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Highly polarized microstructure from the repeating FRB 20180916B


Fast radio bursts (FRBs) are bright, coherent, short-duration radio transients of as-yet unknown extragalactic origin. FRBs exhibit a variety of spectral, temporal and polarimetric properties that can unveil clues into their emission physics and propagation effects in the local medium. Here, we present the high-time-resolution (down to 1 μs) polarimetric properties of four 1.7 GHz bursts from the repeating FRB 20180916B, which were detected in voltage data during observations with the European Very Long Baseline Interferometry Network. We observe a range of emission timescales that spans three orders of magnitude, with the shortest component width reaching 3–4 μs (below which we are limited by scattering). We demonstrate that all four bursts are highly linearly polarized (80%), show no evidence of significant circular polarization (15%), and exhibit a constant polarization position angle (PPA) during and between bursts. On short timescales (100 μs), however, there appear to be subtle PPA variations (of a few degrees) across the burst profiles. These observational results are most naturally explained in an FRB model in which the emission is magnetospheric in origin, in contrast to models in which the emission originates at larger distances in a relativistic shock.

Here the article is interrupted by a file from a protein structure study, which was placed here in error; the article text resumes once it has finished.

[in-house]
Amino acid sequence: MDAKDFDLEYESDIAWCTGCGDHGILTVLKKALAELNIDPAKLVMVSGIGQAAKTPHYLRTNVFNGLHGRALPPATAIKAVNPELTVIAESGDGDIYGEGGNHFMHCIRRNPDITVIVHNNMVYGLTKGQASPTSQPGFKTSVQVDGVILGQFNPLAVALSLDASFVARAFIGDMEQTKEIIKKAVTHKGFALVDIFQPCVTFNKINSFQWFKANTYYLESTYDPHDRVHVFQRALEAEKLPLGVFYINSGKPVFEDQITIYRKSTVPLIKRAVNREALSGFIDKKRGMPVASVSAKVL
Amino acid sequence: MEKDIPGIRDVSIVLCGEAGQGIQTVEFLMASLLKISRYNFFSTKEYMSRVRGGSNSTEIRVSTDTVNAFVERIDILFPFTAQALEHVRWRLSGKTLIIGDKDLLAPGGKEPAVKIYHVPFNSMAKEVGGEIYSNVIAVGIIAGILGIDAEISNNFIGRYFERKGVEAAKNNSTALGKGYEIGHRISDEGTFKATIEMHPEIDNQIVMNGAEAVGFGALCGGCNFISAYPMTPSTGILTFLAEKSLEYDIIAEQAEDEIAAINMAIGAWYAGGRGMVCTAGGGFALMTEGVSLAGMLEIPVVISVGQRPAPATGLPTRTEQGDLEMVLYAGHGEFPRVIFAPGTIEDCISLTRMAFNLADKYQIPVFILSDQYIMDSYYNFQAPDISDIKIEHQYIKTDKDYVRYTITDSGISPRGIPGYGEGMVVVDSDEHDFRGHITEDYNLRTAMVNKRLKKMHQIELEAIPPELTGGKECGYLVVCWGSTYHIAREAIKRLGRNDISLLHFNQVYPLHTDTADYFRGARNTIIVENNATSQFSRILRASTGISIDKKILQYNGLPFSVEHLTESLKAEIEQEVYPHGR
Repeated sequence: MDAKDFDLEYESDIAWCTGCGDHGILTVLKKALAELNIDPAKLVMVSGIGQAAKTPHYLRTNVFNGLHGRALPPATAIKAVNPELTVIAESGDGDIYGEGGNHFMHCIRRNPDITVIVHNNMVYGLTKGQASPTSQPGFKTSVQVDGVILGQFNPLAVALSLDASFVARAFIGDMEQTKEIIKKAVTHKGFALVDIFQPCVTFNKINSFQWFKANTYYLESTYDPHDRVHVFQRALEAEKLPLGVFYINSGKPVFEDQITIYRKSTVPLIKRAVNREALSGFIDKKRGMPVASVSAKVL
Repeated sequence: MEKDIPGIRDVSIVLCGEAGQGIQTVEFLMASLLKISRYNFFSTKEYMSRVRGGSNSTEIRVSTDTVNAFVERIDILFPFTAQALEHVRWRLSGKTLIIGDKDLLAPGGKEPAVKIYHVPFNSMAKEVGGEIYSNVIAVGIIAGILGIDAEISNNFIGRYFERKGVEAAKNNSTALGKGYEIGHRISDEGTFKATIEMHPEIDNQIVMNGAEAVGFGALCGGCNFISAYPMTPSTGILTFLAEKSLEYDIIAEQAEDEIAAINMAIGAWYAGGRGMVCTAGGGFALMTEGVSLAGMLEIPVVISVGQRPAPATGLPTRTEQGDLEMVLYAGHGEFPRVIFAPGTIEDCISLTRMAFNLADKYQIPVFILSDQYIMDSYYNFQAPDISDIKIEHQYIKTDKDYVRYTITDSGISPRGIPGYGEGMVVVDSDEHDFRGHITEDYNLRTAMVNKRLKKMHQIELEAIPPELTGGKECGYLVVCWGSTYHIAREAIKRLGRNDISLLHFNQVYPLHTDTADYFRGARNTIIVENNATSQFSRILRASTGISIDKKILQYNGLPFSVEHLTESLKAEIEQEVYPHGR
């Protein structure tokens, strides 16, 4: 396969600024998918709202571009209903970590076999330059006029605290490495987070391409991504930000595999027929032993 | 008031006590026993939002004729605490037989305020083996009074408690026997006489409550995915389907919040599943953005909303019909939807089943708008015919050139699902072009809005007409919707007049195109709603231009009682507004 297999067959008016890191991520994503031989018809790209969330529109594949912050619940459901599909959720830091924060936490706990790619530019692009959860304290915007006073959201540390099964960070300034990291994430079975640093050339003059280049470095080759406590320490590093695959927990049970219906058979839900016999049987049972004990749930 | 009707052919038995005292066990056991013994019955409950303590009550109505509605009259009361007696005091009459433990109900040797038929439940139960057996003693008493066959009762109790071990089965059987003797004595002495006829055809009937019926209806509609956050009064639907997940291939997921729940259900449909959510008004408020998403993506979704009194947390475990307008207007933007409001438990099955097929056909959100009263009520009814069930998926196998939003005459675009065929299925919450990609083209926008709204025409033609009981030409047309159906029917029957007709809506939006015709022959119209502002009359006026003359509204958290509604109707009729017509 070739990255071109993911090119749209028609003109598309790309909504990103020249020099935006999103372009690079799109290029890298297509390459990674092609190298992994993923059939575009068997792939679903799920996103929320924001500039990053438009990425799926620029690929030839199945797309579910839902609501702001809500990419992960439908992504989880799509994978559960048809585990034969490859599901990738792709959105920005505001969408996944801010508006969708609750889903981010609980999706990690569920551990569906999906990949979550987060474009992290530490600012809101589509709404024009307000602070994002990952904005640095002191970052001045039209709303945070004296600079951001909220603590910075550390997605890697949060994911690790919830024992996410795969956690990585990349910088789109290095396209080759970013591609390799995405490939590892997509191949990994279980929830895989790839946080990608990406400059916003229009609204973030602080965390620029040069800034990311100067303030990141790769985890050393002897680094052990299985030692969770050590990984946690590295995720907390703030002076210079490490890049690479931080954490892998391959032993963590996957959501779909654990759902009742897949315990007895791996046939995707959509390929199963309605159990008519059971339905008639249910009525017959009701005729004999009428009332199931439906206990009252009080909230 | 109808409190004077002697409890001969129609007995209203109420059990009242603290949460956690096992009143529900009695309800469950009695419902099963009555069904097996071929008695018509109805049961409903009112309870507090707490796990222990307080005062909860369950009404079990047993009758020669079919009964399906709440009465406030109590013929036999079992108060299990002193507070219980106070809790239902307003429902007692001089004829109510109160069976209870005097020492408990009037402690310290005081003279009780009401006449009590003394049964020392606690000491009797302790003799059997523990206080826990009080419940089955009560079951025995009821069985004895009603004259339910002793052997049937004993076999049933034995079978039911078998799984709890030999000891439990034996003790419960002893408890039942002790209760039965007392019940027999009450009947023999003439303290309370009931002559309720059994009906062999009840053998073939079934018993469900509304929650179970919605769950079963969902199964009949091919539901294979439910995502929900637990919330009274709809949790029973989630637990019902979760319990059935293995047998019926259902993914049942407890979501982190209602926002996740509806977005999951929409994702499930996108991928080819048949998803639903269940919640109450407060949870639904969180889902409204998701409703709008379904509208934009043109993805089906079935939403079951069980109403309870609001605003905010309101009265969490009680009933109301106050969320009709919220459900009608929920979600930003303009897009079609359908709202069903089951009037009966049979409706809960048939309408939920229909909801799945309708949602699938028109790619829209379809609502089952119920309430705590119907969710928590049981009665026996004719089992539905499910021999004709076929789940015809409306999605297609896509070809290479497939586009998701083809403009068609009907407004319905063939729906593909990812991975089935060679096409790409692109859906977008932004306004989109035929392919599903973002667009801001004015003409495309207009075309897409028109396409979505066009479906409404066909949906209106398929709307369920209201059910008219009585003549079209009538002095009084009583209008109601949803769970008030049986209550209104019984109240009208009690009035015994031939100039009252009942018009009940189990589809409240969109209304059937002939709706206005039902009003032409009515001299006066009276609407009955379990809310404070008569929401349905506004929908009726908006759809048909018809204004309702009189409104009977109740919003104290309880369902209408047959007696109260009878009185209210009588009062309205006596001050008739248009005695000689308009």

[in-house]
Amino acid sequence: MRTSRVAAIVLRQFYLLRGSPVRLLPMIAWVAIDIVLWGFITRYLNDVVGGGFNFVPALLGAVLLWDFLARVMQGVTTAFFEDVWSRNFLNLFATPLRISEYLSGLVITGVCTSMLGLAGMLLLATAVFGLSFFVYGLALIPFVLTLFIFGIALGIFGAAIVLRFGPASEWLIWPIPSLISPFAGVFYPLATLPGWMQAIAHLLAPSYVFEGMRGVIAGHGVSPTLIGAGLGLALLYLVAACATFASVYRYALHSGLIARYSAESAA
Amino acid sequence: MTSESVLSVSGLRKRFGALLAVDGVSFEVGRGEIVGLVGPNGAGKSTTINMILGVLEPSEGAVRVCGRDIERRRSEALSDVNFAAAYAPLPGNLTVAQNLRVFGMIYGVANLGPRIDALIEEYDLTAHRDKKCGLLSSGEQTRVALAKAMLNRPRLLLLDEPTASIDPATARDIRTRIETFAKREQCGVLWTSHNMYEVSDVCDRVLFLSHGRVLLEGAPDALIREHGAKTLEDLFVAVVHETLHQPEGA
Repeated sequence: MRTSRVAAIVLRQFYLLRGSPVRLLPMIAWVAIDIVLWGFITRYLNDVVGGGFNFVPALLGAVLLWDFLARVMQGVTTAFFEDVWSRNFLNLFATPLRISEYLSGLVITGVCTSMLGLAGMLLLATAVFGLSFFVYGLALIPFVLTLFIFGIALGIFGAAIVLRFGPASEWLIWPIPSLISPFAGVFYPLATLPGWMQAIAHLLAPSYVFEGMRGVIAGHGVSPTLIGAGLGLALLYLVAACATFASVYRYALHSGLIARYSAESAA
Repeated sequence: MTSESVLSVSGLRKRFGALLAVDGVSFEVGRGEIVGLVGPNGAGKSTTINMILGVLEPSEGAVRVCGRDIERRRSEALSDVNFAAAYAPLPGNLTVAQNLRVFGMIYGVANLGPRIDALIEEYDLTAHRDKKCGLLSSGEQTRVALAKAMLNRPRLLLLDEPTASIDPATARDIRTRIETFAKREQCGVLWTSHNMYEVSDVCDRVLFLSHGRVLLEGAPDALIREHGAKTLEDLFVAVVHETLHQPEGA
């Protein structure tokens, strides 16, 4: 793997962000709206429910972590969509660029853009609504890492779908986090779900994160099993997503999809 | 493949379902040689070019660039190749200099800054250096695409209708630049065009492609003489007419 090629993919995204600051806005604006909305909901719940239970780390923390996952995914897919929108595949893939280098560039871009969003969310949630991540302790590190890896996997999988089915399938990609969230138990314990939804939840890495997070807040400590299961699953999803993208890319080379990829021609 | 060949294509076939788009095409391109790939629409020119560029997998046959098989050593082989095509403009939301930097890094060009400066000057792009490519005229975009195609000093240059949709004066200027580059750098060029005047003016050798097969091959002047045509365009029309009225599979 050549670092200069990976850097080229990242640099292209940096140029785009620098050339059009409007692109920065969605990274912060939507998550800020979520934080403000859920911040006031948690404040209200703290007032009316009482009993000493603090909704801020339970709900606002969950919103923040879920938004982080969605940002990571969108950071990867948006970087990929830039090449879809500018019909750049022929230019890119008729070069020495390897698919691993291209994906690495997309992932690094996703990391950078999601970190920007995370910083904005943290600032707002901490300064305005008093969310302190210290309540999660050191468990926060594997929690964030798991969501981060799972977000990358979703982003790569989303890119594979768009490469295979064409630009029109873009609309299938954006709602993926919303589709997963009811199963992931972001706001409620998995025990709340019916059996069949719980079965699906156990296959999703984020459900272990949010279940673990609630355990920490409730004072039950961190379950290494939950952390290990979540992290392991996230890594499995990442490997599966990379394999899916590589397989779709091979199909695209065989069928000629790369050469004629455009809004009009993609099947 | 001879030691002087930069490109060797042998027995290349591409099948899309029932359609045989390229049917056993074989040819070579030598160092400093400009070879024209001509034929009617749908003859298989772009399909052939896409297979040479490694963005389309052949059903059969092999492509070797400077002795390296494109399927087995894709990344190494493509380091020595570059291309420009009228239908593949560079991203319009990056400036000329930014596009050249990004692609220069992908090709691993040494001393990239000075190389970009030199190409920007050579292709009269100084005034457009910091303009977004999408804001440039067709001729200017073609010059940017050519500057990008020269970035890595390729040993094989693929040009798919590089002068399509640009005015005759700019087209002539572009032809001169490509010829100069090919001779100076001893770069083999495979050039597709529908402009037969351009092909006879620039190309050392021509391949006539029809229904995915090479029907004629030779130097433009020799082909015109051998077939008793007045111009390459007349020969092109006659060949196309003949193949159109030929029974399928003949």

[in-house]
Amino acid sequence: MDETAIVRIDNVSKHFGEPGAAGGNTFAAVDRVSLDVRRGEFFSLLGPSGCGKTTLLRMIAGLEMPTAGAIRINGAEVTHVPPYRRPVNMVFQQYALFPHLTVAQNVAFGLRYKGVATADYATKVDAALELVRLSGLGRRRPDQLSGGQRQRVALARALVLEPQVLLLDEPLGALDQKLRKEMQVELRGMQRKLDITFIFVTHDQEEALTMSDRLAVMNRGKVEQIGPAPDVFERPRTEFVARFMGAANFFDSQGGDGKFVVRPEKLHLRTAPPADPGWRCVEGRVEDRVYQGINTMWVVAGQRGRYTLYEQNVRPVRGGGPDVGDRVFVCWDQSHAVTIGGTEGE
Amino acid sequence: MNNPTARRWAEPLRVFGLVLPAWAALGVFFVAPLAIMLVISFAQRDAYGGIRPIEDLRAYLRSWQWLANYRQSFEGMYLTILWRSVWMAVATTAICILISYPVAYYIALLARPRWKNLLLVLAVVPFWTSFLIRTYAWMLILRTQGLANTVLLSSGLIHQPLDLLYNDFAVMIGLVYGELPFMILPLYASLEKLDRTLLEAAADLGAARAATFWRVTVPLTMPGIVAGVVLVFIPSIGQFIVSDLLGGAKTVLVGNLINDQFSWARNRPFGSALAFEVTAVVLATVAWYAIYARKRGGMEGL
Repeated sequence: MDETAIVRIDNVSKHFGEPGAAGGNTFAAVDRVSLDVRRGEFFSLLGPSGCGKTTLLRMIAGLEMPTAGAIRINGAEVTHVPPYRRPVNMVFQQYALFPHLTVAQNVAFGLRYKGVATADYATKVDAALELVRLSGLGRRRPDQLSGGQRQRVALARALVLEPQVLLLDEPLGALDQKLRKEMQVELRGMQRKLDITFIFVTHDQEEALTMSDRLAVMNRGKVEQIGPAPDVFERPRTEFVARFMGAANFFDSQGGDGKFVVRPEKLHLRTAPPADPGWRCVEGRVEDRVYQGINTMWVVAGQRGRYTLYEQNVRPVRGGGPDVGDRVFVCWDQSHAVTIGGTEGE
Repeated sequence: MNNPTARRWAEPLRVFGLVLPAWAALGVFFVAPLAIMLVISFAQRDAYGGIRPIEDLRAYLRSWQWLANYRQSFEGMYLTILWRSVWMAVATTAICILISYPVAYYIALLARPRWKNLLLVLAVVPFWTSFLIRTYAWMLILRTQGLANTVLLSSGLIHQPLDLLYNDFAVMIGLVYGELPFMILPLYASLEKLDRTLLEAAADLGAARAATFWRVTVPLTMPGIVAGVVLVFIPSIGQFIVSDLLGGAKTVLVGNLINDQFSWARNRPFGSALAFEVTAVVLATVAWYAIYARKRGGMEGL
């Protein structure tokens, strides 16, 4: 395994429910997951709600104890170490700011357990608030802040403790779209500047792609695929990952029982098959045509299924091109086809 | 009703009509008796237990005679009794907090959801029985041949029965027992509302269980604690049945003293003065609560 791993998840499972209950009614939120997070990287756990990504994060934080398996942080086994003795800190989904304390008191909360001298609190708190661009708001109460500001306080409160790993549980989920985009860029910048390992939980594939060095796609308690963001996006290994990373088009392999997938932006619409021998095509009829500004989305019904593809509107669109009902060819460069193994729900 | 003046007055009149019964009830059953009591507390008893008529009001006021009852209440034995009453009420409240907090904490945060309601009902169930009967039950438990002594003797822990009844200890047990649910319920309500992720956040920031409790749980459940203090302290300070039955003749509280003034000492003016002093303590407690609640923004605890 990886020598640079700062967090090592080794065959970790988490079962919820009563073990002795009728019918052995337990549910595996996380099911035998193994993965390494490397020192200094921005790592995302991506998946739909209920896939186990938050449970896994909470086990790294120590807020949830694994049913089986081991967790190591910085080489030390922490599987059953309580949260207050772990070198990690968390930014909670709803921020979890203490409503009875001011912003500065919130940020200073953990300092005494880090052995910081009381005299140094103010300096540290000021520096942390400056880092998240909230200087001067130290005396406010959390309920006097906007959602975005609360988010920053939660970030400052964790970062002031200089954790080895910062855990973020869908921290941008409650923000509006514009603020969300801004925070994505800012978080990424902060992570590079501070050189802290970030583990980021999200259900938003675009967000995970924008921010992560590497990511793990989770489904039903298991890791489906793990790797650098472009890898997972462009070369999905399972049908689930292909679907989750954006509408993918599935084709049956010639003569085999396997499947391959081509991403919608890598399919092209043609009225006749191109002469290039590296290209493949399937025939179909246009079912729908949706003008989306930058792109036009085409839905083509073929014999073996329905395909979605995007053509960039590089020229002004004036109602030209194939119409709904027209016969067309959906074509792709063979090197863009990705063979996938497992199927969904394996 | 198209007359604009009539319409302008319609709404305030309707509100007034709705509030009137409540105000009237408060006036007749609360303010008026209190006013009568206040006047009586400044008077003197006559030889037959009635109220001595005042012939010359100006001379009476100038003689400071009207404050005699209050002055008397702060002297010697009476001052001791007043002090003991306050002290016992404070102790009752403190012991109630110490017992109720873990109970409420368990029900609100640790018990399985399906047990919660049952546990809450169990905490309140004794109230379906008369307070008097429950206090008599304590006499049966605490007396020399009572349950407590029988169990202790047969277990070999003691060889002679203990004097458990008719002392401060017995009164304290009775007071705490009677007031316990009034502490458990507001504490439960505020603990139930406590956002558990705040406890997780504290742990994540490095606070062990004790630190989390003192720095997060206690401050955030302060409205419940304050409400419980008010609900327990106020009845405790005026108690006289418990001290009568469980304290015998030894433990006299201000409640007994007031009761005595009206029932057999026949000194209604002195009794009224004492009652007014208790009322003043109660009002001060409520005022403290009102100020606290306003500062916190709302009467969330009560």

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Fig. 1: Burst profiles at 16 μs and 1 μs time resolution for four 1.7 GHz bursts from FRB 20180916B.
Fig. 2: Microsecond structure in B4-sb2 consistent with amplitude-modulated noise.
Fig. 3: Polarimetric burst profiles and PPAs for four 1.7 GHz bursts from FRB 20180916B.
Fig. 4: Microsecond-resolution burst polarization profiles and PPAs for B3 and B4.

Data availability

The data that support the plots and results in this study are available at or from the corresponding author upon reasonable request.

Code availability

The code used to analyse the data and create the figures in this work can be found at


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We thank P. Kumar, B. Metzger, L. Sironi, M. Lyutikov, M. van der Klis and P. Uttley for helpful discussions. The EVN is a joint facility of independent European, African, Asian and North American radio astronomy institutes. Scientific results from data presented in this publication are derived from EVN project code EM135. This work was also based on simultaneous EVN and PSRIX data-recording observations with the 100 m telescope of the Max-Planck-Institut für Radioastronomie at Effelsberg, and we thank the local staff for this arrangement. J.W.T.H. acknowledges funding from the Netherlands Organisation for Scientific Research under a Vici grant (‘AstroFlash’, VI.C.192.045). F.K. acknowledges support from the Swedish Research Council. B.M. acknowledges support from the Spanish Ministerio de Economía y Competitividad (MINECO) under grant no. AYA2016-76012-C3-1-P and from the Spanish Ministerio de Ciencia e Innovación under grant nos. PID2019-105510GB-C31 and CEX2019-000918-M of ICCUB (Unidad de Excelencia ‘María de Maeztu’ 2020–2023).